In September of 2019, SaskPower announced that it was cancelling its popular solar rebate program. As SaskPower president and CEO, Mike Marsh stated, “Going forward we will be reviewing the program to ensure it remains financially sustainable and continues to meet the needs of our customers and our company." Shortly after, Minister of the Environment, Dustin Duncan, said publicly that a new, less generous program, would take its place. Both the government and SaskPower insisted that the program would inflate the cost of electricity in Saskatchewan, and amounted to a subsidy to largely high-income earners who were installing solar panels on their property. But how accurate were these claims?
To find out more about why the program was cancelled, I submitted an FOI to both SaskPower and the Ministry of the Environment for data sheets, models, economic impact assessments, and correspondence related to the program and its demise. The $16,586.37 price tag was too much, so I scaled back the request. In fairness to SaskPower and the Ministry of the Environment, my FOI asked for a four years of reports and correspondence, so the cost was bound to be high. Below is the information I received, including one of the cost estimates.
Unfortunately much of the data has been redacted, notably the sections that provide an outline as to what the real costs might be. Specifically, this question in the Q&A section: "You said those with systems in the old program were heavily subsidized by other customers. To what degree will new participants be subsidized by others?" But the data does show that the government knew about the potential for large-scale job losses, and was provided with the following advice:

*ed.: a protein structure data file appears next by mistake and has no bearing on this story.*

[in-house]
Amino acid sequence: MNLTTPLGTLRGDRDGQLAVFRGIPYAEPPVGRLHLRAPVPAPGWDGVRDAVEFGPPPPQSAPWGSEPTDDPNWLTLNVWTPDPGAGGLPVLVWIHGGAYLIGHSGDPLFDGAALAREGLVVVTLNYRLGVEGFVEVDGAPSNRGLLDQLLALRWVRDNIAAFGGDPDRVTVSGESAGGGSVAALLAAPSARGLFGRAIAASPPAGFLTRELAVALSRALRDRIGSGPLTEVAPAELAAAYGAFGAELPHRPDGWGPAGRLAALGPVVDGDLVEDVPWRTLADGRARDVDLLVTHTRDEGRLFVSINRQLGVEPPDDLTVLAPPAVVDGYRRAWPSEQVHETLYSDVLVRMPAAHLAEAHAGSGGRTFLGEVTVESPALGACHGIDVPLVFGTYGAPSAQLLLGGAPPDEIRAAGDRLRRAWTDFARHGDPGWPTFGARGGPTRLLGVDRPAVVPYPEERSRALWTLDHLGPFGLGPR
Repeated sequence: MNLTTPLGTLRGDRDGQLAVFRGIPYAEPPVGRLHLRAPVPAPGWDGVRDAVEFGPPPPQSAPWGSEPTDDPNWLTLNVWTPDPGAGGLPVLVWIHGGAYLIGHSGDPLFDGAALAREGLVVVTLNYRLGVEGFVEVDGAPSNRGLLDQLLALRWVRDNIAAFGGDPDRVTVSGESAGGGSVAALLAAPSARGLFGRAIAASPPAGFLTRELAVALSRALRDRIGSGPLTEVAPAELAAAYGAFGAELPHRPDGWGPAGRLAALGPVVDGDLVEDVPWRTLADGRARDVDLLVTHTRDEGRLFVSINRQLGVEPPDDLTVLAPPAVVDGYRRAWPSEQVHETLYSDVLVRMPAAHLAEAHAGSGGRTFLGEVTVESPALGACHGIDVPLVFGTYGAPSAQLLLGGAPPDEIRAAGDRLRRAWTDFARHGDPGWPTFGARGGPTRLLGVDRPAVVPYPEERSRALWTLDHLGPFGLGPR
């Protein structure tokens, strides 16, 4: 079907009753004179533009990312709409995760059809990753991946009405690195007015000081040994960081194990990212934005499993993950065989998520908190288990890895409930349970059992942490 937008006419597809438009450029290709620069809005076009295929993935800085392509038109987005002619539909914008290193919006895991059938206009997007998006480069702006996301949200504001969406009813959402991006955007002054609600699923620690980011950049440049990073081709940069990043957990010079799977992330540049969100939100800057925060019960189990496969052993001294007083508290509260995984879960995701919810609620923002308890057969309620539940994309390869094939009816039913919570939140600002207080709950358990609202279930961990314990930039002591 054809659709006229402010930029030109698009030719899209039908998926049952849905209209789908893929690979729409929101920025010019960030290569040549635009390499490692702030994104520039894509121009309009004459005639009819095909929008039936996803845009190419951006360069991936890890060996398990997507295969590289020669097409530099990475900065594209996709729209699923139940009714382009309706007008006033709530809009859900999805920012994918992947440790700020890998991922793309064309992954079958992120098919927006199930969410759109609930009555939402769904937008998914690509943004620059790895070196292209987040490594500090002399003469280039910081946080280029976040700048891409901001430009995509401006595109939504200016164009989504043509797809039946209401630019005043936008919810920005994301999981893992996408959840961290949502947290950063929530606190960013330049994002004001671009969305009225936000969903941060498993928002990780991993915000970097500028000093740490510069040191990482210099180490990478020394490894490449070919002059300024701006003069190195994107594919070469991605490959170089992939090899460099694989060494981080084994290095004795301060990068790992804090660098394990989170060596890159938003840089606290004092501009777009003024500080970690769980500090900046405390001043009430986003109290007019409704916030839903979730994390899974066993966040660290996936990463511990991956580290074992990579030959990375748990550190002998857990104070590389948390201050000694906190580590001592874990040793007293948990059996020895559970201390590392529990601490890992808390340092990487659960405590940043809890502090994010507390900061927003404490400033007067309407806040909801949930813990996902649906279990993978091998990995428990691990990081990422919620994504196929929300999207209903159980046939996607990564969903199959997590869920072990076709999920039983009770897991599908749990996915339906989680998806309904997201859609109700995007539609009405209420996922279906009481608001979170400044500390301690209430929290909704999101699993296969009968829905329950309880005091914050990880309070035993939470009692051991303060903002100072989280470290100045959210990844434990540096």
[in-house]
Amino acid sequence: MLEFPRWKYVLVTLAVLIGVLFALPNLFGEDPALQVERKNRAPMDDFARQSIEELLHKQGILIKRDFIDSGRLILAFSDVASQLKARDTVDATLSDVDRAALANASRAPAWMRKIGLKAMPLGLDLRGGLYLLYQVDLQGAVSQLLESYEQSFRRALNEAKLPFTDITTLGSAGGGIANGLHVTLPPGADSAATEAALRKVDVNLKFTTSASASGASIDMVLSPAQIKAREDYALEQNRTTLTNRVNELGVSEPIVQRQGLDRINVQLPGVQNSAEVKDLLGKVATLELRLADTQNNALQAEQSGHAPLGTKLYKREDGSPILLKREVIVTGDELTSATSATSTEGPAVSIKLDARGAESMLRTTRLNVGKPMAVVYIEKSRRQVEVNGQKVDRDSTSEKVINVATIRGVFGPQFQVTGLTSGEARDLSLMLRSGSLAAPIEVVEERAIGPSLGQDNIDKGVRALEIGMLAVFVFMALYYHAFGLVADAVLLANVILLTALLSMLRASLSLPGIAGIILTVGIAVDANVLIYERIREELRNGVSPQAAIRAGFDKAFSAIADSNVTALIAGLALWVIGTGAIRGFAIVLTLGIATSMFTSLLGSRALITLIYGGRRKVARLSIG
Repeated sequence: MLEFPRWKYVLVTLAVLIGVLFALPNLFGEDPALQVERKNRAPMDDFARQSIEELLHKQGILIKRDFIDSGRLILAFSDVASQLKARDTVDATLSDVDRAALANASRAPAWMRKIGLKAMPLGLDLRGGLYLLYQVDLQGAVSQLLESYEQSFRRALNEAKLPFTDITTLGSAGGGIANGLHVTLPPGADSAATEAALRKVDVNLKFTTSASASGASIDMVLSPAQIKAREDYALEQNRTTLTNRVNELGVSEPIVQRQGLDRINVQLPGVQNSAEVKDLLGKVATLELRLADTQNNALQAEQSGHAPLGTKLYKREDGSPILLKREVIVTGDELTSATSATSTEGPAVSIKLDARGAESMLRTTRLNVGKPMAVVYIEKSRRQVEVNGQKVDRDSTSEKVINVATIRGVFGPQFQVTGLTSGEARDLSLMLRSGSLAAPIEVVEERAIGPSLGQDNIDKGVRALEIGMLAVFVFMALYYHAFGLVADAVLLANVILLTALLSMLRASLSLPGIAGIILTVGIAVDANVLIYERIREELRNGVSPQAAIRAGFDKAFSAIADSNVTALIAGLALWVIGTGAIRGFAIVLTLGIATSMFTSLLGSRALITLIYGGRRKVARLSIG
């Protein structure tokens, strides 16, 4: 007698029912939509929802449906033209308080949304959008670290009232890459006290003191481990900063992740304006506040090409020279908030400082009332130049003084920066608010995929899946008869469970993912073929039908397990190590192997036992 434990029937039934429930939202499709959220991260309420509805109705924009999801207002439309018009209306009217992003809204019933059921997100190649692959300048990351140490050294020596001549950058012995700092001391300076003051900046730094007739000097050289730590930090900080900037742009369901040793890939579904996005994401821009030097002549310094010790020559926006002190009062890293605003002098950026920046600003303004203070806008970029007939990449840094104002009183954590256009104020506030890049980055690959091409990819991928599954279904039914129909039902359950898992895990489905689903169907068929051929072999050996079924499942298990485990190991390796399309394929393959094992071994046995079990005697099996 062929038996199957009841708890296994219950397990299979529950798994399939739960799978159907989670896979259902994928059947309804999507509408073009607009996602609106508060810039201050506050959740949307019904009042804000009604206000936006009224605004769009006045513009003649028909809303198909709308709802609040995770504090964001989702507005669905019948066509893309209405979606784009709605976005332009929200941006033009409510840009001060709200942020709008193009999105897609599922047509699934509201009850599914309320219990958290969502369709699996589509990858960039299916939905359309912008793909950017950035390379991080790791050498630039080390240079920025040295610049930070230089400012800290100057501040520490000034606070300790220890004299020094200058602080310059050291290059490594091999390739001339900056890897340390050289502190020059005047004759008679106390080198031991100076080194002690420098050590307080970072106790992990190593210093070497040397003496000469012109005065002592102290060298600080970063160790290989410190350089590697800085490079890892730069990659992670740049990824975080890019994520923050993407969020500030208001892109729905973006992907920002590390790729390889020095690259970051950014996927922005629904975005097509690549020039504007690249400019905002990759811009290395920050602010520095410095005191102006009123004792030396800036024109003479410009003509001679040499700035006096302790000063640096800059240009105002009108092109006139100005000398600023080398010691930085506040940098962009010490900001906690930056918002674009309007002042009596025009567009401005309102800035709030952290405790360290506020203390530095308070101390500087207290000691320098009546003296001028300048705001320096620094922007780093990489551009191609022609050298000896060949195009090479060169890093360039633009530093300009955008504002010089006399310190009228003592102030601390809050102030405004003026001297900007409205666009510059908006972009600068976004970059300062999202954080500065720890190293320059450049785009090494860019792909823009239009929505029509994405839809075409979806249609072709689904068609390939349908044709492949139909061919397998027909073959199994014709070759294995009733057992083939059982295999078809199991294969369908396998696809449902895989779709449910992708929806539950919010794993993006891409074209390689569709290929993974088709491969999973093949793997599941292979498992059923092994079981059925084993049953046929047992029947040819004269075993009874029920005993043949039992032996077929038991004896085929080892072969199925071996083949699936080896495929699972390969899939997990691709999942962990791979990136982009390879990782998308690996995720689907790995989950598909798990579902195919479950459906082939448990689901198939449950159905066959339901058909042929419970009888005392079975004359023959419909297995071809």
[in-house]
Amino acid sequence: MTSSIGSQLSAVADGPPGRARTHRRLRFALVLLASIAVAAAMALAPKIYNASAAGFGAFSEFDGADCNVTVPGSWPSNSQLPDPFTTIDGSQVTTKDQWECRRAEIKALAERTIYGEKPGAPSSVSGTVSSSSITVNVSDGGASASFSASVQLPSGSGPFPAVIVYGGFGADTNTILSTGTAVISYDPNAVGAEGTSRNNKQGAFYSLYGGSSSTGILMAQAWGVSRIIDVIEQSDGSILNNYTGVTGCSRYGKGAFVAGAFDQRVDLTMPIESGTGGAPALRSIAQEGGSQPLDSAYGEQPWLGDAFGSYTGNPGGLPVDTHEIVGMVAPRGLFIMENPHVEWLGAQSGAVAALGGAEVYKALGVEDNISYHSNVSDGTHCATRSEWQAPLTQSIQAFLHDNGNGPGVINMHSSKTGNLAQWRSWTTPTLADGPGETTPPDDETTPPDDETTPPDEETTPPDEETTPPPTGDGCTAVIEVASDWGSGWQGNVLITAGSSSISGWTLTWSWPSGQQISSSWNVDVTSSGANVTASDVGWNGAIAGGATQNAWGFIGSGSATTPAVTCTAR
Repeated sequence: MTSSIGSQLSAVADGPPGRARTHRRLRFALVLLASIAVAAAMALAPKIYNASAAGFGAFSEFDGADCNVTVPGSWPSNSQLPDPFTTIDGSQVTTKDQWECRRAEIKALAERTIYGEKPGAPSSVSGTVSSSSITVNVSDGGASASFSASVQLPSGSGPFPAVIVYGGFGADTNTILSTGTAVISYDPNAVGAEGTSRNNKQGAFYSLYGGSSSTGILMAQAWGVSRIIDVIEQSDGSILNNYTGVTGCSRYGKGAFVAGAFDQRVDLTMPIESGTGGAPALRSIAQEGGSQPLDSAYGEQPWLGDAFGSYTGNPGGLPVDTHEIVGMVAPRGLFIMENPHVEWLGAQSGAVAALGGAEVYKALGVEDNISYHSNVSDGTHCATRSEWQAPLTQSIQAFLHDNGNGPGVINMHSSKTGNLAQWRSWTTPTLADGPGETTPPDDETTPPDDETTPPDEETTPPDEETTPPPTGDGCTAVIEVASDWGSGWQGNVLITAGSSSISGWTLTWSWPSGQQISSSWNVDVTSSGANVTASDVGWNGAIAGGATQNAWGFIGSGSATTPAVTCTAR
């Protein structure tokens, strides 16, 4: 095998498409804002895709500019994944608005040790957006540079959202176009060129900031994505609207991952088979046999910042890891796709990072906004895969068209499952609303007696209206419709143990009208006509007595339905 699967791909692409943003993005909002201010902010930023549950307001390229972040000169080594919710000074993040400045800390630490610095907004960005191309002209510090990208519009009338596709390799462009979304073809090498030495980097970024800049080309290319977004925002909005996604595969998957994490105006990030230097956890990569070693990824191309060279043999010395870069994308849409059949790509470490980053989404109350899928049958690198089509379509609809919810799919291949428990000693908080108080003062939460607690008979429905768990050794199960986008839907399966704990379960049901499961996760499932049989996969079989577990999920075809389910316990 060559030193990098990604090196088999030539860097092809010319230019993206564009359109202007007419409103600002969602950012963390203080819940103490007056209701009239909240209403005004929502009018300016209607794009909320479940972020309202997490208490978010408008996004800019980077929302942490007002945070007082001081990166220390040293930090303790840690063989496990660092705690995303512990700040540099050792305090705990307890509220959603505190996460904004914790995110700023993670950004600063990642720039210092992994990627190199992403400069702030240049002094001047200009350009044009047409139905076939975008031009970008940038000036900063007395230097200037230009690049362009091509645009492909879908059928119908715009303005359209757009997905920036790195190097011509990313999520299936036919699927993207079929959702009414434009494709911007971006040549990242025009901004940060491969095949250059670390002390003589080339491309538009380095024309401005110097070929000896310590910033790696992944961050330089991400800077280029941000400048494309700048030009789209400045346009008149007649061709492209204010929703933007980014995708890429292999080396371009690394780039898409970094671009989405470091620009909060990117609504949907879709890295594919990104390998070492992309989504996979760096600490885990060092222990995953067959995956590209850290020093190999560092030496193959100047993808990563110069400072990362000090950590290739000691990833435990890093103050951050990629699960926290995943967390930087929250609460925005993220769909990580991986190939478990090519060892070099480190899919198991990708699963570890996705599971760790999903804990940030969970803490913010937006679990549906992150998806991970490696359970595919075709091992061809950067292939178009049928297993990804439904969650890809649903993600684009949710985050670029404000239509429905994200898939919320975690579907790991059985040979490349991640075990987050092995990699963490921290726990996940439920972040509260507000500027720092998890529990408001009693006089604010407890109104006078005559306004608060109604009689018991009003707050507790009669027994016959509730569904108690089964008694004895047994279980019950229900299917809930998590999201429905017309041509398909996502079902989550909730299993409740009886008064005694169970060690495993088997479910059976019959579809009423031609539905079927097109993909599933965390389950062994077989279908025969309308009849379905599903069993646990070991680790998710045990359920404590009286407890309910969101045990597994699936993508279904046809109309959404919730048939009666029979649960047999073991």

Question: "The solar industry in Saskatchewan said that they were going to have to lay off up to 800 employees. Is this new program going to fix that?
Answer: Individual companies will make choices based on their particular circumstances. We know there is a need and business for the solar industry here in Saskatchewan."
Was the first iteration of a solar rebate program the best approach, by measure of economics and meeting the province's renewable targets, I don't know. Did it push me and hundreds of others to invest personal income into solar power? Absolutely. An expert eye is required to make sense of the economic impact of the program, its cancellation, and its re-design. You be the judge.